Though a one-time consent would undoubtedly simplify the research process, blanket consents cannot be considered true consent. Because blanket consents are necessarily vague, they are, by definition, far too general to have much legal weight. Moreover, they do not allow patients to meaningfully act on their continuing interest in their health information . As such, most types of blanket consent will, as suggested by Hank Greely, fall "far short of true informed consent" . A variety of studies of public opinion have demonstrated a strong desire for a retention of the consent process in this context [21–23]. For example, a study done by the UK Human Genetics Commission found that 82% of the respondents either strongly agree (44%) or tend to agree (38%) that fresh consent must be sought from individuals before new research can be conducted on existing DNA samples held in medical genetic databases .
An alternative is to move away from the "fiction of consent" and recognize that a new legal/ethical framework is required. For example, a more appropriate model may be that of authorization. Greely has set out a series of issues that must be addressed in order valid future research on collected genetic samples. His model includes permission for unforeseen research, recontact of subjects, the right to withdrawal, setting time limits on the use of samples, availability of information or materials to third parties, information on implications for groups and information on commercial uses .
Whereas individual informed consent would be required for initial collection of genetic material and health information, subsequent uses could be carried out under a mode of pre-authorization. This could take the form of a directive, such as a proposed health information directive that gives participating individuals the ability to pre-specify uses for which they do or do not wish to give informed consent in the future . For genetic data banks, participants may wish only to be contacted if there are clinically relevant findings, or if potential commercial applications are being derived. The possibility of a blanket consent exists, but is not presumed by researchers and can only occur by the choice of a participant. Each individual can specify in advance the extent of involvement with decision making that is desired. This preserves aspects of autonomy, but is neither restrictive of future uses as a full consent model, nor is as permissive as proposed blanket consent models. Recent research indicates that participants are willing to consent to research when contacted many years after the original collection of genetic material, and most would do so if an ethics review board had approved such studies . Despite this, it would still be preferable to have such a process set out in advance rather than always working retrospectively.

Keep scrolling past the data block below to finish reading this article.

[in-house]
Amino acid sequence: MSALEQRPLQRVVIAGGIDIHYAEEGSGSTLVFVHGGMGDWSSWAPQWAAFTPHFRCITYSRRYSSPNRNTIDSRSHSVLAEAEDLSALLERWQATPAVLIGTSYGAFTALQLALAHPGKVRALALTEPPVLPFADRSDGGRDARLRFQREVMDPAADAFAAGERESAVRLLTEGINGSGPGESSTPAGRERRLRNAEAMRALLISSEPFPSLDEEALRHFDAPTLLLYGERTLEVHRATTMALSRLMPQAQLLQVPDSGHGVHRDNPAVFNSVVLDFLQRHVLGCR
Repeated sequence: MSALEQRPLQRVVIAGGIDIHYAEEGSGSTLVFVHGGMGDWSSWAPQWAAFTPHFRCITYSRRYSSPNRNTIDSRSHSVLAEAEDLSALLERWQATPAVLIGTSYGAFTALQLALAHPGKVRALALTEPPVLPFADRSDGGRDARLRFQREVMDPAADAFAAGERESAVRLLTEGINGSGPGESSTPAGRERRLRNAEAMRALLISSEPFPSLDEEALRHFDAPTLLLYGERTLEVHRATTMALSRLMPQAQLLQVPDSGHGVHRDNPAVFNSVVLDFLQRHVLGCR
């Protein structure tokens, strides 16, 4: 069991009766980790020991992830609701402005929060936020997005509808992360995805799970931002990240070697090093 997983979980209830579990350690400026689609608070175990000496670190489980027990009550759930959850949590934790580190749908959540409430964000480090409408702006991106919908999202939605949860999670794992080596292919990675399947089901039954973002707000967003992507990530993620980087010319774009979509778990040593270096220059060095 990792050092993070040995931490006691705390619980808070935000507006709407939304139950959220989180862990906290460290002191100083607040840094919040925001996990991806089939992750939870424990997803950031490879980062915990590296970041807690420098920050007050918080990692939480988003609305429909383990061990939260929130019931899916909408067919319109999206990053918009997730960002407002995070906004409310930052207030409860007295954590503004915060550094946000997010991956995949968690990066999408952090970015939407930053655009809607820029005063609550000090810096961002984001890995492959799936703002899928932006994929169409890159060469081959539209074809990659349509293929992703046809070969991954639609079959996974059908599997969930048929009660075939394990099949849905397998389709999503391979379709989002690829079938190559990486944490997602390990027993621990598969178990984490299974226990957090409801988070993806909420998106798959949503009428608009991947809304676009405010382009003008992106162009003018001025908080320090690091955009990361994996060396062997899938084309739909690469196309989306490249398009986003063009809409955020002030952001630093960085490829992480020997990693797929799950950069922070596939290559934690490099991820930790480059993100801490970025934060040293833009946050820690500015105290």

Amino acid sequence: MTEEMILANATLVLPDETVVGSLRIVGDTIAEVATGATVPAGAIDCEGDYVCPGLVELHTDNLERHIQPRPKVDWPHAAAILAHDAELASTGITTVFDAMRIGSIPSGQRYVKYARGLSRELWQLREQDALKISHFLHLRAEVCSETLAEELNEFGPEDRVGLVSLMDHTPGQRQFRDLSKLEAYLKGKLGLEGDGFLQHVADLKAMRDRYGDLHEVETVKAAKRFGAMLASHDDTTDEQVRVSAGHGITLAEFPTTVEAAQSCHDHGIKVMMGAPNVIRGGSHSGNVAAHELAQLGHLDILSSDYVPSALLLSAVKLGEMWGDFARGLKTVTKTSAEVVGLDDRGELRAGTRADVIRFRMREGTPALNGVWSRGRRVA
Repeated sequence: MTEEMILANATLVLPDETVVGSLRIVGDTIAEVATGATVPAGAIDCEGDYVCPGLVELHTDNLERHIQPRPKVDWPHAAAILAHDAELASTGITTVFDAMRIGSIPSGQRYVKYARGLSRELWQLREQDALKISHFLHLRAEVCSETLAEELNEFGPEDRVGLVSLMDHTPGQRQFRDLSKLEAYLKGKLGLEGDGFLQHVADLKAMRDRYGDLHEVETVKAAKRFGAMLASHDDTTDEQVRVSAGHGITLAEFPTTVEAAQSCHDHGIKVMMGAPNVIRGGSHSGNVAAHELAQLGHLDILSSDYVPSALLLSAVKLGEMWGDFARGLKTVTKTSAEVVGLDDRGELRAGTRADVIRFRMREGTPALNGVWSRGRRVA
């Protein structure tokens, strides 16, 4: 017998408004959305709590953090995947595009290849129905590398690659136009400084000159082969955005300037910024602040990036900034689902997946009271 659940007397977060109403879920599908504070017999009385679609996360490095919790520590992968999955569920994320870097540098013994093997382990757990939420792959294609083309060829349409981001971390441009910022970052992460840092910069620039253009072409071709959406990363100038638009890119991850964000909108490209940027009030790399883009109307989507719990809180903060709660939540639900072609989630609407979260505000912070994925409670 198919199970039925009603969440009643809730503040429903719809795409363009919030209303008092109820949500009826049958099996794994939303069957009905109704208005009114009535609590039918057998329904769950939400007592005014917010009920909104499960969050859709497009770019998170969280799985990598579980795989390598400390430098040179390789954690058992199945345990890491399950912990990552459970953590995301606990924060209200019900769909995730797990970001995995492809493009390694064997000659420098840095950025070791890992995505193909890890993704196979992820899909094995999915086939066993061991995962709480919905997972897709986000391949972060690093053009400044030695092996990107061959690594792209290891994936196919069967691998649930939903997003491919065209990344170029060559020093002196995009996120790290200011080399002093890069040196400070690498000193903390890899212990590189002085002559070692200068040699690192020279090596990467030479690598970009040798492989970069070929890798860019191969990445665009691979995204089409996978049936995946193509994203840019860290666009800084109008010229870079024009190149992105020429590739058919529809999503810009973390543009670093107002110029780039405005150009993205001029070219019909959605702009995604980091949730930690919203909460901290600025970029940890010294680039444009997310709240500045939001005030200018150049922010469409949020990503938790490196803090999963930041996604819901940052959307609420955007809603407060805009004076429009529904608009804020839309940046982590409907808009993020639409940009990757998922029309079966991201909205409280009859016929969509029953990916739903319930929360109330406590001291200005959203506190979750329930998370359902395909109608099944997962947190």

Such an authorization model would need to be structured with an understanding of the protections and fundamental rights that are lost through a change of the consent process – including an understanding of the social and ethical concerns specific to this area of research (e.g., concern about discrimination and stigmatization). For example, the system would need to be bolstered by additional protection afforded by an overarching governance framework of trust, responsibility and accountability. The involvement of institutional review boards would be essential. Additionally, a socially constituted, preferably legally mandated, oversight body operating at arms length from researchers and commercial interests such as the Medical Data Panel proposed by the Select Committee on Science and Technology in the UK, or an ombudsperson, such as that proposed for electronic health information, would bolster these additional protections. In many jurisdictions, such as in Canada, the adoption of an authorization model or, for that matter, any scheme that differs from the existing consent principles, would require the enactment or amendment of legislation.
The value of recognizing that existing consent norms are incapable of accommodating much of the research associated with DNA data banks is that it forces policy makers and the public to confront the social tradeoffs inextricably linked to this work. If we are to adhere to the well-established consent norms, a good deal of population research may not occur. On the other hand, if we abandon the current consent model, research participants will be giving up well established rights and a degree of control. By recognizing the choice, society can more clearly debate the benefits and risks of each course of action.
Dr Upshur is supported by a New Investigator Award from the Canadian Institutes of Health Research and a Research Scholar Award from the Department of Family and Community Medicine, University Of Toronto. Dr Daar is support by grants from the Program in Applied Ethics and Biotechnology (supported by the Ontario Research and Development Challenge Fund, GlaxoSmithKline, Merck and Co., Sun Life Financial, the University of Toronto, the Hospital for Sick Children, Sunnybrook and Women's College Health Sciences Centre and the University Health Network) and the Canadian Program on Genomics and Global Health (supported by Genome Canada).
The authors are very grateful to Shari Gruman for her expert assistance in the preparation of the manuscript.